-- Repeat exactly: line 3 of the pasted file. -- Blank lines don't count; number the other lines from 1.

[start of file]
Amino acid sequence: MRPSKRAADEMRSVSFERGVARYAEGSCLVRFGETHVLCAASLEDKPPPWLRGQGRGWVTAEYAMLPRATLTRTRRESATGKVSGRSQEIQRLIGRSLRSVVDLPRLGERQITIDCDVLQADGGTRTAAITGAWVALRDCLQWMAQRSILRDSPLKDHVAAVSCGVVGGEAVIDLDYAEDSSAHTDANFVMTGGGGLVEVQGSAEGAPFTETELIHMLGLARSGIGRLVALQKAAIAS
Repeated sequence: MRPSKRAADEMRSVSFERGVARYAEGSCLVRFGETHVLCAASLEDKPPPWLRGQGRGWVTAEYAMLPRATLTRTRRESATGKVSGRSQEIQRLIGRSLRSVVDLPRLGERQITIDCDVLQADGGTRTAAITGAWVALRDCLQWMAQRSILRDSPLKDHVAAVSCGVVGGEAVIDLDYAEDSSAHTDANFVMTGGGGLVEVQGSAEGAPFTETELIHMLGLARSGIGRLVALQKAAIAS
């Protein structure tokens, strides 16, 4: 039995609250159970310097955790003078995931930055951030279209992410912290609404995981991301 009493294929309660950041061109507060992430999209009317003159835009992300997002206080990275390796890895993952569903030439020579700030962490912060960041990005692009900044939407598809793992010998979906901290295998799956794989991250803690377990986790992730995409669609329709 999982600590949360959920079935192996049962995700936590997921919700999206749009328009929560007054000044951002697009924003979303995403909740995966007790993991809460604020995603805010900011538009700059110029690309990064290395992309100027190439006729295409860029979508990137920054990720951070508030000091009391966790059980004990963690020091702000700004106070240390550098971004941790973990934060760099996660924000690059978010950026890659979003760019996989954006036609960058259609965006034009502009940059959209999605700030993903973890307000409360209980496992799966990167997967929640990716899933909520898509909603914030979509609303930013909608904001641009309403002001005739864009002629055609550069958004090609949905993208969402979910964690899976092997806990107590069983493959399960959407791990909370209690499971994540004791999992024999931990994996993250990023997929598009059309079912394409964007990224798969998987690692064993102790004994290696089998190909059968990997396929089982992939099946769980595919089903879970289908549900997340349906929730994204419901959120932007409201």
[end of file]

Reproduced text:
């Protein structure tokens, strides 16, 4: 039995609250159970310097955790003078995931930055951030279209992410912290609404995981991301 009493294929309660950041061109507060992430999209009317003159835009992300997002206080990275390796890895993952569903030439020579700030962490912060960041990005692009900044939407598809793992010998979906901290295998799956794989991250803690377990986790992730995409669609329709 999982600590949360959920079935192996049962995700936590997921919700999206749009328009929560007054000044951002697009924003979303995403909740995966007790993991809460604020995603805010900011538009700059110029690309990064290395992309100027190439006729295409860029979508990137920054990720951070508030000091009391966790059980004990963690020091702000700004106070240390550098971004941790973990934060760099996660924000690059978010950026890659979003760019996989954006036609960058259609965006034009502009940059959209999605700030993903973890307000409360209980496992799966990167997967929640990716899933909520898509909603914030979509609303930013909608904001641009309403002001005739864009002629055609550069958004090609949905993208969402979910964690899976092997806990107590069983493959399960959407791990909370209690499971994540004791999992024999931990994996993250990023997929598009059309079912394409964007990224798969998987690692064993102790004994290696089998190909059968990997396929089982992939099946769980595919089903879970289908549900997340349906929730994204419901959120932007409201």